There are over sixty-six trillion websites on the internet. That number is essentially too large to really comprehend. In a nutshell, the world is connected and essentially every business and idea are competing in the digital marketplace for recognition.
Because it has become critical that any business today is online, understanding how to get online is no longer optional. But we are also in a time of transition.
Many people today understand their business, their customers and their products, but are lost when it comes to how to share their understanding on the web and to their potential customers. Therefore, every person who wants to increase their web presence must now ask the question: What is the best method of getting online for me?
The most popular web hosting platform is WordPress. WordPress is very powerful but can be daunting for less technical people because it has a sharp and not particularly intuitive learning curve. The power and versatility of WordPress make it attractive. There is virtually nothing you can’t do with it. However, with that versatility and power comes complexity and confusion.
WordPress is highly recommended for those who want to make a great website and want their website to evolve as their understanding evolves. These people must have at least a minimum of patience as well as courage when learning new technology.
WordPress is also an economical choice. The hosting costs and domain costs are not through WordPress itself. WordPress simply provides the ability to create the website, update it and have dynamic content, like blog posts.
This economy can also be an issue because the company which hosts your site, e.g. Godaddy or Hostgator, might not be able to provide specific tech support for your particular WordPress theme or concerns that are specific to WordPress applications.
Squarespace is a webhosting service and domain registry. Because it is self contained, Squarespace simplifies the experience compared to WordPress and it’s relationships with themes and hosting services. Because it is self contained, the tech support can address all of the concerns of the customer and can accommodate expansion as well as issues that arise from an ever-evolving web project.
Squarespace is more expensive than most WordPress avenues, but that is the price for creating a powerful format with the ease and efficiency of a self-contained hosting, registry and content management service.
Some new entries into the marketplace are trying to capitalize on the same demand that Squarespace has tapped. Companies like Wix are making creating a website fairly intuitive and like Squarespace, they support the process in-house.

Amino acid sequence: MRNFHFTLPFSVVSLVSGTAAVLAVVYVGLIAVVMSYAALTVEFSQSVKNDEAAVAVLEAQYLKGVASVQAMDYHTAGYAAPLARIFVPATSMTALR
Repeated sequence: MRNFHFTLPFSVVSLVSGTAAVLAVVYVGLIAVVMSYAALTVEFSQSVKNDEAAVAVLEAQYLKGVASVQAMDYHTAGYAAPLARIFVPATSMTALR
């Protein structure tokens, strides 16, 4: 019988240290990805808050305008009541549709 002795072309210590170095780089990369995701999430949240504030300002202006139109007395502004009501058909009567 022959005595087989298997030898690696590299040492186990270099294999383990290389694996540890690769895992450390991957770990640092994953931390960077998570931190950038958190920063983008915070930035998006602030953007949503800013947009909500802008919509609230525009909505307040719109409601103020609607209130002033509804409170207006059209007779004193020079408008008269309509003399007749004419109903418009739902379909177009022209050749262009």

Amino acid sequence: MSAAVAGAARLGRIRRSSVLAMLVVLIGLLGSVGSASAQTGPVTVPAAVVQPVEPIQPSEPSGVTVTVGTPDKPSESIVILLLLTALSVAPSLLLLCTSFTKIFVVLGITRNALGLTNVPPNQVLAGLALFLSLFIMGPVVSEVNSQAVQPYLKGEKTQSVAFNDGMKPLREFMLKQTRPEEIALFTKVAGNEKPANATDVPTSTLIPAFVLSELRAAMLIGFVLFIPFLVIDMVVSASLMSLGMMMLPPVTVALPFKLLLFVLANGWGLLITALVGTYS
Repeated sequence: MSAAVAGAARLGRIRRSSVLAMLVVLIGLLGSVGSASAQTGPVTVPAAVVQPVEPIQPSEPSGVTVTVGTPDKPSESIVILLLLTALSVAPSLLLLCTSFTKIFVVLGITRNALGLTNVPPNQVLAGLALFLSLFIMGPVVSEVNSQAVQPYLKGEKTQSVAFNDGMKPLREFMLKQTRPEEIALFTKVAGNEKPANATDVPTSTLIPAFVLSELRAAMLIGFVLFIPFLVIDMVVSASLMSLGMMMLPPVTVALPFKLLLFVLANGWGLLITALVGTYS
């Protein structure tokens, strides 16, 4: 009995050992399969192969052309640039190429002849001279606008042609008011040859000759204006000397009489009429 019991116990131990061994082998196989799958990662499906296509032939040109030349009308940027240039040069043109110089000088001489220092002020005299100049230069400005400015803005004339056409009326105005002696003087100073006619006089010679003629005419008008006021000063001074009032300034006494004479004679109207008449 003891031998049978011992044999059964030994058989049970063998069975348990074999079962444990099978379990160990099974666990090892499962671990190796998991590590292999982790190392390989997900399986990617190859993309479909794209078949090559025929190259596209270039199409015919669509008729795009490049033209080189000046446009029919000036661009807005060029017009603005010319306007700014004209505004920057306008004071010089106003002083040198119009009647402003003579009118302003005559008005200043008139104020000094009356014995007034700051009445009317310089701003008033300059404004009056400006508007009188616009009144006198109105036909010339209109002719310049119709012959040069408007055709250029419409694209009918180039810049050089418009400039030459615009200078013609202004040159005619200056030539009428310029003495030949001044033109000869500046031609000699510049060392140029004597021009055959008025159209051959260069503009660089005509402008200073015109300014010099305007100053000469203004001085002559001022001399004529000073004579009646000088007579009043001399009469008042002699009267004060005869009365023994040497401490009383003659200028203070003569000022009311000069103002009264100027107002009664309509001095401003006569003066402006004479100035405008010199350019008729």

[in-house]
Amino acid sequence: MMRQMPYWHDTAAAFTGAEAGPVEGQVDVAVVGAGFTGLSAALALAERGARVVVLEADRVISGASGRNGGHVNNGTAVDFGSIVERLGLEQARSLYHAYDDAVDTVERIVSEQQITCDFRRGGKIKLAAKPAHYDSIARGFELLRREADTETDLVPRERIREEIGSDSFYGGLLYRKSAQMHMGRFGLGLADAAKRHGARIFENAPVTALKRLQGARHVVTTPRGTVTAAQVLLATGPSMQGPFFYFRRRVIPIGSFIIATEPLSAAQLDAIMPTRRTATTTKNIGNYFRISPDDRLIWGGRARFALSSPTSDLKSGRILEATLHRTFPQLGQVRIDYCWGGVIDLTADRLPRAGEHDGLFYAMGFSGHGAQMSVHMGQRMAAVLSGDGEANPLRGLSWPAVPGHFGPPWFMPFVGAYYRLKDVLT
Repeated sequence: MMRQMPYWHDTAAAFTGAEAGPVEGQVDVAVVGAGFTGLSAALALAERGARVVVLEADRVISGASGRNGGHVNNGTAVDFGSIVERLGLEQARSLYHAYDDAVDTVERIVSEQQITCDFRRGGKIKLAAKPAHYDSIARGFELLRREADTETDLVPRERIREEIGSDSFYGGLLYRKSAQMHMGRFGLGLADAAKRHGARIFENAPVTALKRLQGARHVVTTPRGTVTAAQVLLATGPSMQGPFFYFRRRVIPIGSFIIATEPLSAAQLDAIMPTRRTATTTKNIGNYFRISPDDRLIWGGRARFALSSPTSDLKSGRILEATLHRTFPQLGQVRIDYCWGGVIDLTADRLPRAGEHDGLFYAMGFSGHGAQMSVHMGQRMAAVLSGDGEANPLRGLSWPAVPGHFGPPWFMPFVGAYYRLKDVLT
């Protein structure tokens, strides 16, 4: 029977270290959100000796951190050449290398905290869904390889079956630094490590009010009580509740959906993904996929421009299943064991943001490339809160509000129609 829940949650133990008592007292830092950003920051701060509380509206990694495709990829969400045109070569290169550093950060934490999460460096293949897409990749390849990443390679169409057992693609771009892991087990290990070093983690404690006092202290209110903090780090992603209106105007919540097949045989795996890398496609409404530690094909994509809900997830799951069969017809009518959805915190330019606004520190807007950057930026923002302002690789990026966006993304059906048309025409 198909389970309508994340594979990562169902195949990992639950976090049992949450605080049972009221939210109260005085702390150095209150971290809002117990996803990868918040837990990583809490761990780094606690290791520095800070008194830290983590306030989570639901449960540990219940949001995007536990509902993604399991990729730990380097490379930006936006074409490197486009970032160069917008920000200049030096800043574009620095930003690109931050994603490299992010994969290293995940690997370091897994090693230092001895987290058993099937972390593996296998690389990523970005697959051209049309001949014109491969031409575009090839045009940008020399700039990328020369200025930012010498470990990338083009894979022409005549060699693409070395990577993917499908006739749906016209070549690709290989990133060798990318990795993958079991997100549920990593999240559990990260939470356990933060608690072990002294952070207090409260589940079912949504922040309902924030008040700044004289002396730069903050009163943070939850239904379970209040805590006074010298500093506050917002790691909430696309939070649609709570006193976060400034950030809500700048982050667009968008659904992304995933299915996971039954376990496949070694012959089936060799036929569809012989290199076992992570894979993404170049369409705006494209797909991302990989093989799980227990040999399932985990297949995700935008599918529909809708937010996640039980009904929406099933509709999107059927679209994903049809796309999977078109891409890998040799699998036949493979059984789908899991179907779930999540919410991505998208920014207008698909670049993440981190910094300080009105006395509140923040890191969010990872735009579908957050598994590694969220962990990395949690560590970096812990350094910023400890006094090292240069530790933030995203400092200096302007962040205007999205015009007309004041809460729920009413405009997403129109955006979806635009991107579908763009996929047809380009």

Services like Wix are designed to make the process easy, but that means there are limits to how powerful their products are and they use come-along deals to get people to sign up for their services at low, introductory prices that either go up, or require more expensive service additions as the site and the needs of the site owner expand.
Commerce Site Providers
Commerce site providers or point of sale services have been developing to elbow their way into the spaces that WordPress and Squarespace occupy and compete head-to-head instead of merely providing services that those providers can use. Shopify has grown from a shopping cart service to where they now host websites and provide easy to develop website hosting and support.
These types of services are particularly efficient and user-friendly, but again, lack the power and complexity of services like WordPress. They do allow for a much simpler method to put a business online and receive payments and fulfill orders, track and account for commerce.
It can be frustrating if you commit to a service and it is wrong for you. If you can’t get what you want online because it is too difficult is worthless. The savings you gained from using a platform like WordPress can quickly disappear when you have to pay someone to build and maintain your site.
Conversely, if you get your site up and running easily and quickly, but find that your site’s needs are beyond the provider you chose, then you must go through the complicated process of migrating your domain.
When you choose between the above service providers and hosting options, be honest and consider what your ultimate vision will need. Be honest about how willing you are to learn the complexities of building the site. If you are truly willing to go in depth, perhaps WordPress is your best choice. If you don’t want to become an uber-geek simply to get online, choose a method that matches your need for service, ease, and growth. Ultimately, remember, you want to enjoy this process. If it’s too complex, you won’t. If it’s too limiting, you won’t enjoy it, either. Remember, sixty-six trillion sites are competing with you, so choose wisely.